At Made 2 Move, we hold the belief that we are not here to “fix” you. As physical therapists, we can give you the tools to move better and get out of pain, but you hold the power to make the change. Histand describes what an empowering movement scenario could look like:
“Here are a couple things you could experiment with. With this one you might notice more stability in your knee…or not! Try it and let me know what you notice” (Histand 2022).
Every person’s body is going to move, squat, walk, and run differently. Thus, saying there’s a “right way” to do a certain movement, sucha deadlift is wrong. Sure, there is an optimal form for a deadlift, but the actual movement will vary from person to person. We can give you cues and guidance, but everyone is going to perform movements in a slightly different manner and that’s the beautiful thing about the human body!
Challenge by choice, rather than pressure to push
“Go hard or go home” and other mantras are the reason patients are seeing us for physical therapy in the first place. While there is truth to the mantra “mind over matter” and pushing through a tolerable amount of pain as part of the healing process, the tolerable evel is ultimately up to the patient, not the coach or PT. Mental health-informed challenges have to be done at a level that matches or just exceeds our threshold; doing too much can put unwanted stress on our systems. We can encourage, but not force. More is not always better.
“Allow for (and celebrate) messiness in the movement journey” (Histand 2022).
Perfection is not synonymous with growth. Didn’t get enough sleep the night before? Even though you’re on track to do Day 5 of your lifting program, it might not be the best thing for your body that day. Movement can be healing when done in alignment with what our bodies need. Tune into the healing nature of movement and move in a way that serves you, not in a way that you feel like you “should.”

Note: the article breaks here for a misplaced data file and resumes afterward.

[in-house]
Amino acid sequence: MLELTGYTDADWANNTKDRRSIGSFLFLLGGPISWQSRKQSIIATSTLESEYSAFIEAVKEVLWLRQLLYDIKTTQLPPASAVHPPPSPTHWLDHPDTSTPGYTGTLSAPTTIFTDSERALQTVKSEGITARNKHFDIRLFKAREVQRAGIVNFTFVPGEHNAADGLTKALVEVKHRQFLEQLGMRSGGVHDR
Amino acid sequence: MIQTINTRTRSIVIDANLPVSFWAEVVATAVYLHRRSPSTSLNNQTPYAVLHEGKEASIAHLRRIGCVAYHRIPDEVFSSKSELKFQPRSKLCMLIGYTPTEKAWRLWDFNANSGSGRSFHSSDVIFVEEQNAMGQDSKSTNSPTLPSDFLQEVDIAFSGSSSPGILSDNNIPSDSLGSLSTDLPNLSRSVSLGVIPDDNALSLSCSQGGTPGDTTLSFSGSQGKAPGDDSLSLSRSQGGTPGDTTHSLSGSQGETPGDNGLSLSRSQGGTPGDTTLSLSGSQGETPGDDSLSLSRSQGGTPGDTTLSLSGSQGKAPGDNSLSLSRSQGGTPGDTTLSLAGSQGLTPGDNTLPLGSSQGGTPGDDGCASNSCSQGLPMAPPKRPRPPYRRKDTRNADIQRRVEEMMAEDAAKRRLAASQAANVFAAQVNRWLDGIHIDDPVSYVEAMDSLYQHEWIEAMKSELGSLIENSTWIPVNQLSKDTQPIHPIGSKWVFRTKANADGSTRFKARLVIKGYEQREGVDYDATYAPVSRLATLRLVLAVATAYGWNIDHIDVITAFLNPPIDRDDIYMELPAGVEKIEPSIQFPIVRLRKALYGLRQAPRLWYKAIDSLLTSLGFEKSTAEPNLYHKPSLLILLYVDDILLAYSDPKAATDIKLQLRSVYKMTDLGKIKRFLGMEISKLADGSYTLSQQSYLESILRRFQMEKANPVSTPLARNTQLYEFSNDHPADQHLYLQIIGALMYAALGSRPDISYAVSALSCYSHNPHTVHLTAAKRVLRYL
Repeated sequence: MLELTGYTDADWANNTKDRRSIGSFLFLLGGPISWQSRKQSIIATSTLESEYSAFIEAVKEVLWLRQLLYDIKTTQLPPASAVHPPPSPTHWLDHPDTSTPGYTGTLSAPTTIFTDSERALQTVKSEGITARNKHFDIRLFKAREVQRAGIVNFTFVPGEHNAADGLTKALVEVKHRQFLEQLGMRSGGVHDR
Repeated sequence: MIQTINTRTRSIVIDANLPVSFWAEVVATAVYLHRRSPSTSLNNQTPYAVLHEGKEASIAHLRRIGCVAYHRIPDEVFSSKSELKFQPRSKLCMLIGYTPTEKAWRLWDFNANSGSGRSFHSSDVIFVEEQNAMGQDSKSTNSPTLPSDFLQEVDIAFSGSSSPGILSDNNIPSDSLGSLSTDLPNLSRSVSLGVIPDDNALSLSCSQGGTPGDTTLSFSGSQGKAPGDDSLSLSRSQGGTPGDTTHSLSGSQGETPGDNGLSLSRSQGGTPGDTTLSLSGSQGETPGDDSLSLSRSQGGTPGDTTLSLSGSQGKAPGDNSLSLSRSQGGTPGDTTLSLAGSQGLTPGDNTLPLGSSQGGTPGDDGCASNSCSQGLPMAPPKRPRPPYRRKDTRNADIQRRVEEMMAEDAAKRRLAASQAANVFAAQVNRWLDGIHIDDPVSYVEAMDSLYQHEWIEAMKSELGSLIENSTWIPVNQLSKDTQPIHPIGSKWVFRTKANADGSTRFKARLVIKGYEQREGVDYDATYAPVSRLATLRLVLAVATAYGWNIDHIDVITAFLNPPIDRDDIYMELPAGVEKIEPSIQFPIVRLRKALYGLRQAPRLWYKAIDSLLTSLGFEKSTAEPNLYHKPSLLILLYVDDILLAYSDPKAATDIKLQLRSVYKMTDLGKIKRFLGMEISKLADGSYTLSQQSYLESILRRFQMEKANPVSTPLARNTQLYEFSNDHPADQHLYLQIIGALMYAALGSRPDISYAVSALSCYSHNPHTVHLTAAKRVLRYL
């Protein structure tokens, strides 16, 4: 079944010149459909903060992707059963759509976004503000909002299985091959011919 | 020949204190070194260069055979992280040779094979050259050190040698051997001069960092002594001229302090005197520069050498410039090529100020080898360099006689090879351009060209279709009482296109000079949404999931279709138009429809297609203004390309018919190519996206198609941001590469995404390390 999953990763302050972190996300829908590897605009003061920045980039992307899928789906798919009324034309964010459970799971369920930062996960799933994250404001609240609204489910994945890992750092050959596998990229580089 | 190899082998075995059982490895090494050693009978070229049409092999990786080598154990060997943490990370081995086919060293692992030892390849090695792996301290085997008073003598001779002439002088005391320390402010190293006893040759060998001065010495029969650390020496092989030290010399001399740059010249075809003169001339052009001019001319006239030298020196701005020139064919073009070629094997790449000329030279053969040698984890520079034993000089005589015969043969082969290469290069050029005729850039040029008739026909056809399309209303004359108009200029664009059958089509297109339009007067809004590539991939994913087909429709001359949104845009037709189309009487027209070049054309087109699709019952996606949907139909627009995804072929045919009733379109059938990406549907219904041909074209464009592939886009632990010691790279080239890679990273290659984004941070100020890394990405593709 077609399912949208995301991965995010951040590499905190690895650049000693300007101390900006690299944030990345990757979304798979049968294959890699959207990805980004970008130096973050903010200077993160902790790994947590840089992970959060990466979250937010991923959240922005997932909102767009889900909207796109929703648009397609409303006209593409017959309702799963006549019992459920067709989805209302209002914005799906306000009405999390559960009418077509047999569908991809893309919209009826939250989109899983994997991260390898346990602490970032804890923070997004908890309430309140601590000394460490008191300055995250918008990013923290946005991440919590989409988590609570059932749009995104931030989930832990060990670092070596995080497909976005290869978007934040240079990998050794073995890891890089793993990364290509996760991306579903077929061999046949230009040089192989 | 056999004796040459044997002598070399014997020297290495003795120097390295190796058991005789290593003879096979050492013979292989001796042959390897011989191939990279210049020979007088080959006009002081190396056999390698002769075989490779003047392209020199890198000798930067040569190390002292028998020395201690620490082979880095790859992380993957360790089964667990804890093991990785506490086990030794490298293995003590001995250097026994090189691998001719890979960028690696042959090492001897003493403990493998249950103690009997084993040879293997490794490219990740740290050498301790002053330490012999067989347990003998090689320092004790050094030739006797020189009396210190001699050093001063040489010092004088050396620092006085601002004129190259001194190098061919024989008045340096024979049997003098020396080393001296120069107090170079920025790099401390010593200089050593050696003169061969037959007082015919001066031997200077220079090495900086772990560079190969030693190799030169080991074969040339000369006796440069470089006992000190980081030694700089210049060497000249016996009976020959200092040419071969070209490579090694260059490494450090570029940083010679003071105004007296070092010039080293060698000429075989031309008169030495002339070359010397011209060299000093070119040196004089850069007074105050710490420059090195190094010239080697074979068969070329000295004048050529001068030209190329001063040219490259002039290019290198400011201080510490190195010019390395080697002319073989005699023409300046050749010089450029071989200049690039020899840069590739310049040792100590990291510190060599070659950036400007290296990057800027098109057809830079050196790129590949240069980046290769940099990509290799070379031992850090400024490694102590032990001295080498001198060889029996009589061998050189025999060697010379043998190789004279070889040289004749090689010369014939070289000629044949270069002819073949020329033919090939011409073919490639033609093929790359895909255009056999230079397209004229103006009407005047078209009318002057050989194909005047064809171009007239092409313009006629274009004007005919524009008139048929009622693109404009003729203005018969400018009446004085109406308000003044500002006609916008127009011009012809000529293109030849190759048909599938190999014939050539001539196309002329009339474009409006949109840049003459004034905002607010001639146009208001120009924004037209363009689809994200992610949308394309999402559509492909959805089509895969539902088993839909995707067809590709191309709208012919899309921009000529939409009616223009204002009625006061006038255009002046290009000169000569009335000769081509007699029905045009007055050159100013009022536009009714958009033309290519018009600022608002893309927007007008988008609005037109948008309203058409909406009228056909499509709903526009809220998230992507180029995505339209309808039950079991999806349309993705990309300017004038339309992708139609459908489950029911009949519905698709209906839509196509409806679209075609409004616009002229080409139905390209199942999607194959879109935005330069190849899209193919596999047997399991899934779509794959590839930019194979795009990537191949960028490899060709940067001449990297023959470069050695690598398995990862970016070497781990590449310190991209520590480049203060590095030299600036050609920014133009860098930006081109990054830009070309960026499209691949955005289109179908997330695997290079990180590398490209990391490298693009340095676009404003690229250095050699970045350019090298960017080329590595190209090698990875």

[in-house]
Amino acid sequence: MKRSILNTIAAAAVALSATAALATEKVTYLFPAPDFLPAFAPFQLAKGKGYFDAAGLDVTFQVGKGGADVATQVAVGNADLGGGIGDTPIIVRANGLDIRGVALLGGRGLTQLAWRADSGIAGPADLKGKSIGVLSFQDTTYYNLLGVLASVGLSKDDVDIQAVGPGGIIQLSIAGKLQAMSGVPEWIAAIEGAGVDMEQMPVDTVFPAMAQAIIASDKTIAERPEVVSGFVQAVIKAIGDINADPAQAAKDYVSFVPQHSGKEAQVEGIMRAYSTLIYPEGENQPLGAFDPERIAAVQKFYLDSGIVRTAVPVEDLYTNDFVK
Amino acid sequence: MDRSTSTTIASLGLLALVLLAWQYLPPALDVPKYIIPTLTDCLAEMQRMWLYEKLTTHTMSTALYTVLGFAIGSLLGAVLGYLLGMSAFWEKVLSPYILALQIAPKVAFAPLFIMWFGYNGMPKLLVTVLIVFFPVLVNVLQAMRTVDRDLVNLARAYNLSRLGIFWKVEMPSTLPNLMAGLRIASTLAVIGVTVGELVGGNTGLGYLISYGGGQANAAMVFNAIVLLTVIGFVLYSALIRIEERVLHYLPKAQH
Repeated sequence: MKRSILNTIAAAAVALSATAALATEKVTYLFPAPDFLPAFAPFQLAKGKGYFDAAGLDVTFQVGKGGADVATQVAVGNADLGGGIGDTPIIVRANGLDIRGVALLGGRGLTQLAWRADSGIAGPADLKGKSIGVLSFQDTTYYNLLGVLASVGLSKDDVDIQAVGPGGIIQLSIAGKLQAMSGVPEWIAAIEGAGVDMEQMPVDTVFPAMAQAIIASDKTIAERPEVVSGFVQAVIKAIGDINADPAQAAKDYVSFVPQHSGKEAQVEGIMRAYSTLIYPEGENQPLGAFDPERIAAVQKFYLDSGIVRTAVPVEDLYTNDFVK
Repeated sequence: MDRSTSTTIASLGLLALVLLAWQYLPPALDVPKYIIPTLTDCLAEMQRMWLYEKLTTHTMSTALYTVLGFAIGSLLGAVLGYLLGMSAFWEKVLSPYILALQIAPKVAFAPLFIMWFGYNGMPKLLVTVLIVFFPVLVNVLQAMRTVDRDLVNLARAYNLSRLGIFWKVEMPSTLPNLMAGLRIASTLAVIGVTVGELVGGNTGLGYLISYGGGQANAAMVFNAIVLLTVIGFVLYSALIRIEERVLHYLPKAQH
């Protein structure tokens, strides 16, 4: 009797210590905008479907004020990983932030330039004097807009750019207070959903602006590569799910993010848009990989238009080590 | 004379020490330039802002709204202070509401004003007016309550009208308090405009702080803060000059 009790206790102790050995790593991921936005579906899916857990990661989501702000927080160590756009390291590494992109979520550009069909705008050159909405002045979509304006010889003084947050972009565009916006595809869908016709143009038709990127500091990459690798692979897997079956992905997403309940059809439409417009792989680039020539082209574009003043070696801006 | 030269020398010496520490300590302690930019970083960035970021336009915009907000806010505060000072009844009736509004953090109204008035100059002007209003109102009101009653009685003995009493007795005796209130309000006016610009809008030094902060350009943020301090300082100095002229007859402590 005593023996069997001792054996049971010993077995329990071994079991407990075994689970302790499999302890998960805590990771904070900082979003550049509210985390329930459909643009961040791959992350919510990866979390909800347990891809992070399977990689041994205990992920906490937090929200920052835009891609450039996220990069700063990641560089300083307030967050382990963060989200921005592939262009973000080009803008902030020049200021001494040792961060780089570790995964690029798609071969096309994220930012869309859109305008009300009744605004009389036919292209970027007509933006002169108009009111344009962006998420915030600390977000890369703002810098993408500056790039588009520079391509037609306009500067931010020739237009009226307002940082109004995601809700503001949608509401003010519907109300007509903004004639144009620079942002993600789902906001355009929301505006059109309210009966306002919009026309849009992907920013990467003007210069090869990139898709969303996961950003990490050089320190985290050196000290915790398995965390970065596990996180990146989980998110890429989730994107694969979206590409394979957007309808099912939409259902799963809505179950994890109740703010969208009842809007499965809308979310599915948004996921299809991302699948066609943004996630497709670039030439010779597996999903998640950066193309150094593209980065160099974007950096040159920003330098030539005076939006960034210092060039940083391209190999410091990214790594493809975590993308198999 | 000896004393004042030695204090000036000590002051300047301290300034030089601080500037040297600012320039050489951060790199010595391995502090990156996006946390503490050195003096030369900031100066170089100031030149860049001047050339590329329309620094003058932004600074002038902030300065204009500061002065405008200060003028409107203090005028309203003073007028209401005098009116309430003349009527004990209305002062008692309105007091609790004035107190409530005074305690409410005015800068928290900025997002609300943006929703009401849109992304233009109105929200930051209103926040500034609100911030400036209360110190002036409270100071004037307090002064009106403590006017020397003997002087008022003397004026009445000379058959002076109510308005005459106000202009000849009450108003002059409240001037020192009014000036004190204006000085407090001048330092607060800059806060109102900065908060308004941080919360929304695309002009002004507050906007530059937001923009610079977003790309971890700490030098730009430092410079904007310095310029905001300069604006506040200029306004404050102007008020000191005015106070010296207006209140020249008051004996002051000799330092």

“Encourage feel-good movement” (Histand 2022)
Feel-good movement is going to be different for everyone. For one person it may look like a soul-crushing Crossfit WOD, while for someone else it might be a brisk walk with their dog. This goes back to tuning into our bodies, knowing you are the CEO of your body and your health is highly individualized.
“Separate movement practices from weight, ability, and anything else thats not helpful” (Histand 2022).
It seems like a large goal of exercise these days is to lose weight. We have lost sight of the mental benefits, the community aspect, and the simple feel-good qualities that exercise holds. Leaving body comments out of the gym and knowing that not everyone works out for the goal of losing or gaining weight is crucial. Our ancestors didn’t hit the gym and certainly weren’t concerned with body aesthetics, rather they focused on all the other important aspects of health. It’s time we do the same!
At Made 2 Move, we aim to help our patients become the best version of themselves in all facets, not just the physical realm. How can we be better mental-health informed movement professionals? Let us know- we love to hear feedback from our patients and community! Reach out to firstname.lastname@example.org today to set up an initial evaluation or to simply give us feedback on how we are doing and how we can improve.